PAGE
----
A queer thing about that house:
There are no birds there, or enough
To bicker over whether it’s alive
Its windows blush flaxen in the hours
Between 2 and 4
With a radiance peculiar, familiar
Any man walking by will press his cheek to the pane
Just to feel the thrilling dissonance,
The paradox of being revolted and enticed
In equal portion
By its homey homelessness
The woman appears at 3:37
To make a speech:
What she regrets most about her life
Is that the brash piece of siding that always swings
Apart from the rest of the house
Gives it all away
About what is inside
She could stand the eyesore
If the house was unbreakable
Schelling wrote in 1835, in his book Philosophie der Mythologie, that “all things are called uncanny which should have remained secret, hidden, latent, but which have come to light.”
The “uncanny” pervades human experience, accumulating a variety of definitions — some of them contradictory — through time. In Thus Spoke Zarathustra Nietzsche, for example, observed that “Uncanny is human existence and still without meaning: a buffoon can be fatal to it.”
In a word, the uncanny is anthropomorphic because it is a signal of human vulnerability. Just that.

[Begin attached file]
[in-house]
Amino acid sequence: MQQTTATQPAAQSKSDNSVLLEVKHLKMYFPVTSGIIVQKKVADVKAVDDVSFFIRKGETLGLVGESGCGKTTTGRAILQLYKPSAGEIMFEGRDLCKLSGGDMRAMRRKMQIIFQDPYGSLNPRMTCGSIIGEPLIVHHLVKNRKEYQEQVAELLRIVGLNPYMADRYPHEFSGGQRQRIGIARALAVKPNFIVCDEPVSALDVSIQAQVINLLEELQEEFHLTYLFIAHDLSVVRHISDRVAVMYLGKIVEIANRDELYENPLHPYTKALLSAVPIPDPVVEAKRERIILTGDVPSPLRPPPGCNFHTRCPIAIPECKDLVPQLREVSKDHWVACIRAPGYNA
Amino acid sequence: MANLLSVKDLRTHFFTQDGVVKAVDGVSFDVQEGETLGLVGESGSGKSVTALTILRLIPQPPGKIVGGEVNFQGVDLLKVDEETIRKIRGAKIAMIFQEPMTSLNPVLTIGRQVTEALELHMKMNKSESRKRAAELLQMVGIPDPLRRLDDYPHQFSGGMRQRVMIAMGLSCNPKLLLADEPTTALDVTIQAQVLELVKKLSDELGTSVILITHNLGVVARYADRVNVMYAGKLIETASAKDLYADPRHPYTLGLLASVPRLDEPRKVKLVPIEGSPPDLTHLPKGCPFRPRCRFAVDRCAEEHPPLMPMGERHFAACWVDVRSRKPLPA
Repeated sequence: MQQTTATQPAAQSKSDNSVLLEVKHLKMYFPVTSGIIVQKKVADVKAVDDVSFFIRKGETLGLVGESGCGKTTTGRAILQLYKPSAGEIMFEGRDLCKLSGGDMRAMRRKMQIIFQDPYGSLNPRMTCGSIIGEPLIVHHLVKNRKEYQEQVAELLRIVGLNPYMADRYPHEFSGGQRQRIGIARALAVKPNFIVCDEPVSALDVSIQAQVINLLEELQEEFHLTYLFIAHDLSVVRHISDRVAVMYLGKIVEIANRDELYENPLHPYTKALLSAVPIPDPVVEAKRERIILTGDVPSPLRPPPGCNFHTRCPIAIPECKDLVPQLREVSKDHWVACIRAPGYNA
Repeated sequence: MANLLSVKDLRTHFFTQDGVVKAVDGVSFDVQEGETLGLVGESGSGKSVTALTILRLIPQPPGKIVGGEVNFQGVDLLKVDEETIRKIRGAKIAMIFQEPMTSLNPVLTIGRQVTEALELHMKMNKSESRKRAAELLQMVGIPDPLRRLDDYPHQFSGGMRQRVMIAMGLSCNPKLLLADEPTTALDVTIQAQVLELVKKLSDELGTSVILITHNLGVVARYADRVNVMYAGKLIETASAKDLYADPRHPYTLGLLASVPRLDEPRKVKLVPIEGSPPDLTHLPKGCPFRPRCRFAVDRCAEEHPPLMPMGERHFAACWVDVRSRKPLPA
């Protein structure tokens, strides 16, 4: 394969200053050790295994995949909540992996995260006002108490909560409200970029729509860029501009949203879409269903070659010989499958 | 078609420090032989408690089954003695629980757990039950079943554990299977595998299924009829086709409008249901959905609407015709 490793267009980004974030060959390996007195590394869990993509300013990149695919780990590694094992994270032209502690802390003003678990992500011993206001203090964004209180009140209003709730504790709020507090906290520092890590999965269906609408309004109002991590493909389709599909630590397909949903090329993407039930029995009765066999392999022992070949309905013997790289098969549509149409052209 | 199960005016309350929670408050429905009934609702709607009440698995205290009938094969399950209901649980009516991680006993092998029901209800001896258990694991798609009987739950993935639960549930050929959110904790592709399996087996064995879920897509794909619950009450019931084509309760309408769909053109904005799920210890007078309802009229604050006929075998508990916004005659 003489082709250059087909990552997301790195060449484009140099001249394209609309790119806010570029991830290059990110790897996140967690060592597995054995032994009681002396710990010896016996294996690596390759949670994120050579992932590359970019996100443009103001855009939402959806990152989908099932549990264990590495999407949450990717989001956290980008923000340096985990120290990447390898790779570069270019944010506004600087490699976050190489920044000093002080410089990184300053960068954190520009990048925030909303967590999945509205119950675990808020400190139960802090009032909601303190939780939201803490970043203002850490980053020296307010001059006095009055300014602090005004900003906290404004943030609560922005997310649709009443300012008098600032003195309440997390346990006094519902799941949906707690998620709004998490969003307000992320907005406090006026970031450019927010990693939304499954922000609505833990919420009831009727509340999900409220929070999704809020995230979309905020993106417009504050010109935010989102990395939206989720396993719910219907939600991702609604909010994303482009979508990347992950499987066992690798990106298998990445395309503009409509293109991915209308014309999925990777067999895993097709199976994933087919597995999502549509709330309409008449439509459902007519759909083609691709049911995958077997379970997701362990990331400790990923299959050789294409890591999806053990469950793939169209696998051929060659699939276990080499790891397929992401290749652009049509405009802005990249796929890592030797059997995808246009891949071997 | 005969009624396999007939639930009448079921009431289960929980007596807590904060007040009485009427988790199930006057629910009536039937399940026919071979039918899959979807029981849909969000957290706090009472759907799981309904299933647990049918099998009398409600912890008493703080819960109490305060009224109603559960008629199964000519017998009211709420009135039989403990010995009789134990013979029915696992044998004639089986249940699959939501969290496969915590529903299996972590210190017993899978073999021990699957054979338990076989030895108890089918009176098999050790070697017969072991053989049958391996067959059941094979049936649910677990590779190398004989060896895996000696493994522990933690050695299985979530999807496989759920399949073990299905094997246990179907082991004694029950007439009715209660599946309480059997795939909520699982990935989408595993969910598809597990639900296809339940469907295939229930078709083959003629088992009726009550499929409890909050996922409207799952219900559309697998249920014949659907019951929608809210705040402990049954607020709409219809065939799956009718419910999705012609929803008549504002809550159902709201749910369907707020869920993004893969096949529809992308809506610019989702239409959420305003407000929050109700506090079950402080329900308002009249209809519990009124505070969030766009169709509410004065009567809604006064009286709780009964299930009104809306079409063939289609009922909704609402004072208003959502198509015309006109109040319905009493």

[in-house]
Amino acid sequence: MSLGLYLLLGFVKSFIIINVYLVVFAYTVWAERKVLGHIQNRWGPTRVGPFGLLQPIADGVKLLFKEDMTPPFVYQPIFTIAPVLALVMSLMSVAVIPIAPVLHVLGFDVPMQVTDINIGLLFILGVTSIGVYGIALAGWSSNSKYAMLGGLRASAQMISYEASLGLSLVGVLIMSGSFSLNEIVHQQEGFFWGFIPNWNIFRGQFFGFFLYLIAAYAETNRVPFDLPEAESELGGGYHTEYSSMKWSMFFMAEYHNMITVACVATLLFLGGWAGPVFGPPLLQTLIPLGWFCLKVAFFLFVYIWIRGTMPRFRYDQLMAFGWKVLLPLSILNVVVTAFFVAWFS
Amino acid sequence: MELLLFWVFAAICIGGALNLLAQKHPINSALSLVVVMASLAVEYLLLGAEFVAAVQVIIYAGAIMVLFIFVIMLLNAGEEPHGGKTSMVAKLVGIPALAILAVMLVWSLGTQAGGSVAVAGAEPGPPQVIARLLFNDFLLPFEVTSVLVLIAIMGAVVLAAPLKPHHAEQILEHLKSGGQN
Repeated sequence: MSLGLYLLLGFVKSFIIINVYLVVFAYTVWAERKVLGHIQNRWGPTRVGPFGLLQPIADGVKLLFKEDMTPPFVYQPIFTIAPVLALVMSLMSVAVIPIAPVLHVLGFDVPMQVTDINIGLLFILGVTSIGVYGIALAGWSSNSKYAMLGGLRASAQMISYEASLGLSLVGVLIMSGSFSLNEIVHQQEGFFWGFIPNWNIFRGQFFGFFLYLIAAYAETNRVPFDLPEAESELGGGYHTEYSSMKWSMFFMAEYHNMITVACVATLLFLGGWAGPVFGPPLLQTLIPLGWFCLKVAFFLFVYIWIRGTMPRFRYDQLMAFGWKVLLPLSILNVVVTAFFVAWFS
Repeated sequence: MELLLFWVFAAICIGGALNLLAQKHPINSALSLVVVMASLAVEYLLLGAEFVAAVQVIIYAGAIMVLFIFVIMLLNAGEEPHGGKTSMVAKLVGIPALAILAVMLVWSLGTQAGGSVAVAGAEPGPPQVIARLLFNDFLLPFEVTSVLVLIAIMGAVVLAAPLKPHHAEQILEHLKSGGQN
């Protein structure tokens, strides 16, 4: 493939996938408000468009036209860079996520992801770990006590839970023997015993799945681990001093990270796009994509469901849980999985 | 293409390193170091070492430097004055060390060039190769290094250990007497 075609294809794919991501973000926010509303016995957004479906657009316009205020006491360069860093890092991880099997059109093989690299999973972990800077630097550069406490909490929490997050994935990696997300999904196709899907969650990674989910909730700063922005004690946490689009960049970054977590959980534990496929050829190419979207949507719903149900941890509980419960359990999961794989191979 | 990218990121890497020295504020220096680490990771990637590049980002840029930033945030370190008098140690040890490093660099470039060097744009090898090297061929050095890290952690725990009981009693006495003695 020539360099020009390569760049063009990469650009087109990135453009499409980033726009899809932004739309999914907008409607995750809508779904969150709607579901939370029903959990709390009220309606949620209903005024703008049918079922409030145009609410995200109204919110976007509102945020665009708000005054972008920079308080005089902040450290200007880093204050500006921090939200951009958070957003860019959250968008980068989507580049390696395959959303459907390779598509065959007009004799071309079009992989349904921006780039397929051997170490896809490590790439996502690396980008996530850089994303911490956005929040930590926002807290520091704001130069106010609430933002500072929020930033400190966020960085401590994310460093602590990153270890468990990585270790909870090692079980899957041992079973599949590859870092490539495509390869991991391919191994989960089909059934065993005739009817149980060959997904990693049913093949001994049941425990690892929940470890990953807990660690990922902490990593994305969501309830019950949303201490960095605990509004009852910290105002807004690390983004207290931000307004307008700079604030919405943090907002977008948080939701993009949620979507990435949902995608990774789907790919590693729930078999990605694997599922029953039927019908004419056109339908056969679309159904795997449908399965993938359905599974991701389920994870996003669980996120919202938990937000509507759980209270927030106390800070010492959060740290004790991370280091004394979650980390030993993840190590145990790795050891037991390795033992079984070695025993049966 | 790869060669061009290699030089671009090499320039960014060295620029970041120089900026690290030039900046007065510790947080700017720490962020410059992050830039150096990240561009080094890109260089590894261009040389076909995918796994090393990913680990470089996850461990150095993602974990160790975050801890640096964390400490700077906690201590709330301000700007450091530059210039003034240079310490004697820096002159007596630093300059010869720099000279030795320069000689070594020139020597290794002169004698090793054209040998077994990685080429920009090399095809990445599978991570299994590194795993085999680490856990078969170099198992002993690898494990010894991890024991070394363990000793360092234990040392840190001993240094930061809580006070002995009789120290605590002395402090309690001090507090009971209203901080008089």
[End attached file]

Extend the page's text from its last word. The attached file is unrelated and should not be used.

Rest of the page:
As the uncanny has its roots in German idealism (or does it?), a look at its German word may be more revealing of this vulnerability: unheimlich. Unheimlich means, loosely, a stew of these concepts: not-at-home, dislodged, and unhomely.
Sure. To be without a home suggests vulnerability. But of what kind?
The root word of unheimlich is, of course, heimlich. Heimlich is much more definitive of the uncanny. In its various definitions, it can be described as some combination of these: familiar, native, belonging to the home, intimate, comfortable, surrounded by close walls, concealed, esoteric, hidden, behind someone’s back.
This list gets more juicy as it progresses, doesn’t it? It begins with the “familiar” and ends with a series of concepts that seem quite contradictory to homeliness. The “canny” is, in many ways, more uncanny than the uncanny.
It certainly reveals human vulnerability more clearly.
Heimlich suggests that the most familiar aspects of human experience are the hidden ones.What goes on behind closed doors is always exposed to the public somehow, though — through gossip. Confabulation. Sharing with some — only pieces, maybe. Embellishing our lives for others. Keeping yet others in the dark.
The uncanny is internal gossip.
A fantasy of the inner space.
Is there anything more terrifying?